More than a quarter of SMEs plan to invest more in their businesses in the year ahead than during a typical pre-pandemic year, underlining their focus on growth in a post-Covid-19 future, according to a recent survey by Virgin Money.
Thirty five per cent of those plan to invest between £10,000 and £10 million this year, a rise on the 32 per cent of 2020.
The research is reported in the Virgin Money Business Pulse, which provides insights into the performance of small businesses and the environment in which they operate.
Their business creation indicator was also at a record high in the last three months of 2020 as the annual growth rate in the number of registered companies surged to 8.3 per cent. That’s the highest since the Pulse began in 2014 and highlights growing confidence among entrepreneurs.
This is underlined by data from Companies House which shows the pandemic has seen over 90,000 more businesses created in 2020 than in 2019.
The overall measure of business performance and outlook rose from 33.6 in Q2 to 45.9 in Q3 2020, as restrictions eased and industries such as hospitality and retail reopened in the third quarter of 2021.
The relaxation saw the economy bounce back with quarterly GDP up 16.1 per cent. But the return of lockdown restrictions at the end of the year saw the business performance and outlook score drop to 42.9 in Q4, which remains below pre-pandemic levels.
While there are undoubtedly significant challenges ahead, many businesses remain optimistic
More than half of SMEs surveyed currently have staff on furlough, but just one in five expect to be able to retain all of them after the Coronavirus Job Retention Scheme comes to an end. More than a third expect to shrink their workforce this year. Of the firms expecting to make near-term redundancies, the need to cut costs was listed as the main driver.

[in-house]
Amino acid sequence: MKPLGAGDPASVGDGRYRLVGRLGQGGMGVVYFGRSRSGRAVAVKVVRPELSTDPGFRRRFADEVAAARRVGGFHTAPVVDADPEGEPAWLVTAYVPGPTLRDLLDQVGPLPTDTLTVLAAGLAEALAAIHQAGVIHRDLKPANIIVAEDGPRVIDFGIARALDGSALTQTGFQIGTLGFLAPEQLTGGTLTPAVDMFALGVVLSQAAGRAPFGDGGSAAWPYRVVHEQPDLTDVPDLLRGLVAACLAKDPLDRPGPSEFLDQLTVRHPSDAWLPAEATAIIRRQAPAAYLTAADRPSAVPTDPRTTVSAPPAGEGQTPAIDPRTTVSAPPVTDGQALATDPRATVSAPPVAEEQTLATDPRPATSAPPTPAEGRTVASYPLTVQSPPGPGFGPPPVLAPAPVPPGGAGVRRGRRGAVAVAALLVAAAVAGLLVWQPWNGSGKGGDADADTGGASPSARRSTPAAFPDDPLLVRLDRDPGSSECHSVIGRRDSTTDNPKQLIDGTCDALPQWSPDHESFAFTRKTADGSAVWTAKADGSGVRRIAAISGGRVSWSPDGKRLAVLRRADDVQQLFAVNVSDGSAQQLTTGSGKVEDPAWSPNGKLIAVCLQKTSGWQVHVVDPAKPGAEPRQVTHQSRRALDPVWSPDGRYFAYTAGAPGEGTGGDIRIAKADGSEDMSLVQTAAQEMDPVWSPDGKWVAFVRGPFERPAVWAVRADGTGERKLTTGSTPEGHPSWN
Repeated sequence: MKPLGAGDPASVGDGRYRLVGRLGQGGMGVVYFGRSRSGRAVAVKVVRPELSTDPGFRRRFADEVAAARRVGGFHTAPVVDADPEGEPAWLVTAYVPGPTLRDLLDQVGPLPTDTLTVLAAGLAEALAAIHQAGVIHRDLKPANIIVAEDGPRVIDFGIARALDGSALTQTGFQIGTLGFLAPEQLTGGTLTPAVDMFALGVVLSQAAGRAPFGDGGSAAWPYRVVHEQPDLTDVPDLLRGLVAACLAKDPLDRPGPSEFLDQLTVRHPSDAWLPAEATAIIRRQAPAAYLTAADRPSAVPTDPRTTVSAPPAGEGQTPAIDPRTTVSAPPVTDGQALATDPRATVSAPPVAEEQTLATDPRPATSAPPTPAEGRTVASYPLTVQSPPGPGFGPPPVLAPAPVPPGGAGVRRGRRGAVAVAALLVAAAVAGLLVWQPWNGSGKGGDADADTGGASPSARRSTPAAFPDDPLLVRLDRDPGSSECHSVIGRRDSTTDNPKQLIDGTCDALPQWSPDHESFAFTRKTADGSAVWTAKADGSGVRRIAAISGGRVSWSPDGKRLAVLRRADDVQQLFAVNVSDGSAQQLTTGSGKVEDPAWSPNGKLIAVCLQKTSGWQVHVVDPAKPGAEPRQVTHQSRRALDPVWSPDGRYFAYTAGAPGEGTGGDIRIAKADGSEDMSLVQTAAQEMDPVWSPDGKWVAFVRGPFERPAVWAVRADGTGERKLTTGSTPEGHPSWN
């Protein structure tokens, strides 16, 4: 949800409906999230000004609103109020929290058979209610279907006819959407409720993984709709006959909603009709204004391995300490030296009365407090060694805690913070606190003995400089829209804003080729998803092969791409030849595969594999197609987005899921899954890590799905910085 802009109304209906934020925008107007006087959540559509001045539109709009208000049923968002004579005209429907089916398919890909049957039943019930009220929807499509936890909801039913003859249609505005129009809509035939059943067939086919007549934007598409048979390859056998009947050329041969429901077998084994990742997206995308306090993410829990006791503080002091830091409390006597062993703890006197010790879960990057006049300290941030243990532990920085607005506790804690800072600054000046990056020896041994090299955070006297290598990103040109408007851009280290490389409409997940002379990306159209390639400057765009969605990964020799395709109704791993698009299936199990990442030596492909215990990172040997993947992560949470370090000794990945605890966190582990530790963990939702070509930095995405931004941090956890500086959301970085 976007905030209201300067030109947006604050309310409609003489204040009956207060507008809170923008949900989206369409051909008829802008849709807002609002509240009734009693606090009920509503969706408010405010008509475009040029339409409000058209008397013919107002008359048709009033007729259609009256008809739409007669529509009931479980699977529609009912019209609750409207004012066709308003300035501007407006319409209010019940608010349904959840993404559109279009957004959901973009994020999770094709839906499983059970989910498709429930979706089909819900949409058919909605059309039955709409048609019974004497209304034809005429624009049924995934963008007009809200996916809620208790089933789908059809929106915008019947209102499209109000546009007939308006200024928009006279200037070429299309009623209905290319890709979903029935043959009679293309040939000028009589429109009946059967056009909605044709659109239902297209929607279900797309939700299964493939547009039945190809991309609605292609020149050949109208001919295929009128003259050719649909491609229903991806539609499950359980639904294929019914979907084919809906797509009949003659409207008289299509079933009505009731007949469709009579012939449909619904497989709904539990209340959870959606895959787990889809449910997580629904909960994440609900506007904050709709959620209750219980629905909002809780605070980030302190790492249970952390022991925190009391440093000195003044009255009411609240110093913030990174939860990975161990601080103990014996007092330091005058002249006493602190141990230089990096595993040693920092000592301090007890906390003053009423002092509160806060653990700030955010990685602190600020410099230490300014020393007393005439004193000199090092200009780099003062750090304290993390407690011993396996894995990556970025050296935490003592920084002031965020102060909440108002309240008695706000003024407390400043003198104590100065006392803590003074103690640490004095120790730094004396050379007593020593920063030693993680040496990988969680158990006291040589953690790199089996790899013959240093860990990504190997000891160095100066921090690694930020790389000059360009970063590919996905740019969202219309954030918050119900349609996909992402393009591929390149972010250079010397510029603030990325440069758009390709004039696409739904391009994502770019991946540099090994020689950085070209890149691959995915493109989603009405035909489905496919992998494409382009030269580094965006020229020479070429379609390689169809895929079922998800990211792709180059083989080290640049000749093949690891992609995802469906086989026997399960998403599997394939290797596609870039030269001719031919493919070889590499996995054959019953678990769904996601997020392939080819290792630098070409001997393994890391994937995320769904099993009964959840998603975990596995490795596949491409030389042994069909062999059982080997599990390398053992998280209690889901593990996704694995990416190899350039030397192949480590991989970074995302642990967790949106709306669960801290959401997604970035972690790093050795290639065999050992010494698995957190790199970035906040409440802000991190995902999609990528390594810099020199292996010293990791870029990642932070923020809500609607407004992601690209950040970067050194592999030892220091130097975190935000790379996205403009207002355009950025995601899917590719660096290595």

On the positive side, nearly one in five expect to take on more employees in 2021 as they focus on pursuing growth. Around a quarter say improvements in the economy will make them confident enough to expand their workforce, and 23 per cent say they need more staff to deal with pent up consumer demand once restrictions are lifted.
Gavin Opperman, Group Business Director at Virgin Money said: “While there are undoubtedly significant challenges ahead, many businesses remain optimistic and intend to invest for the future as the economy recovers. We will always be led by our customers, evolving our approach to help them plan and finance the changes needed for whatever the future brings.”
Both the North East and Yorkshire and the Humber were seen as bright spots in Q4. The North East was the only region to record an increase in its score in the final three months of the year, due to a more stable employment picture and an acceleration in the rate of business creation, while Yorkshire and the Humber was the top-scoring region with a 22,000 increase in employment from Q2, bucking the trend seen elsewhere.
In Q4, the lowest scores were recorded in Scotland and the North West of England. In the latter, this was partly due to stricter Covid-19-related restrictions in many parts of the region throughout much of the summer.